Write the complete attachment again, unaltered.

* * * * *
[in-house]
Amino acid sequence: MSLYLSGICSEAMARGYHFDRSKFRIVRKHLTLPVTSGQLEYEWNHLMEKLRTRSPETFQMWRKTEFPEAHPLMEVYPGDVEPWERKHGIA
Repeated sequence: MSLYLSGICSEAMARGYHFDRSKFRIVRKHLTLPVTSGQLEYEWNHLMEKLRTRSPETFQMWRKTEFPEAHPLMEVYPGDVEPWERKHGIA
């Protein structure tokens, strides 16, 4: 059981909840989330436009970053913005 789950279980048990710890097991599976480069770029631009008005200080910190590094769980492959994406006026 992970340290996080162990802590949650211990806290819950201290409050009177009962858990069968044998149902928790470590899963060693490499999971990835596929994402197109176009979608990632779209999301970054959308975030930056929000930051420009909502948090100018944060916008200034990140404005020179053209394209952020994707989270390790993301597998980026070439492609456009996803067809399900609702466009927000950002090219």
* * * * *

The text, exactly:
[in-house]
Amino acid sequence: MSLYLSGICSEAMARGYHFDRSKFRIVRKHLTLPVTSGQLEYEWNHLMEKLRTRSPETFQMWRKTEFPEAHPLMEVYPGDVEPWERKHGIA
Repeated sequence: MSLYLSGICSEAMARGYHFDRSKFRIVRKHLTLPVTSGQLEYEWNHLMEKLRTRSPETFQMWRKTEFPEAHPLMEVYPGDVEPWERKHGIA
């Protein structure tokens, strides 16, 4: 059981909840989330436009970053913005 789950279980048990710890097991599976480069770029631009008005200080910190590094769980492959994406006026 992970340290996080162990802590949650211990806290819950201290409050009177009962858990069968044998149902928790470590899963060693490499999971990835596929994402197109176009979608990632779209999301970054959308975030930056929000930051420009909502948090100018944060916008200034990140404005020179053209394209952020994707989270390790993301597998980026070439492609456009996803067809399900609702466009927000950002090219």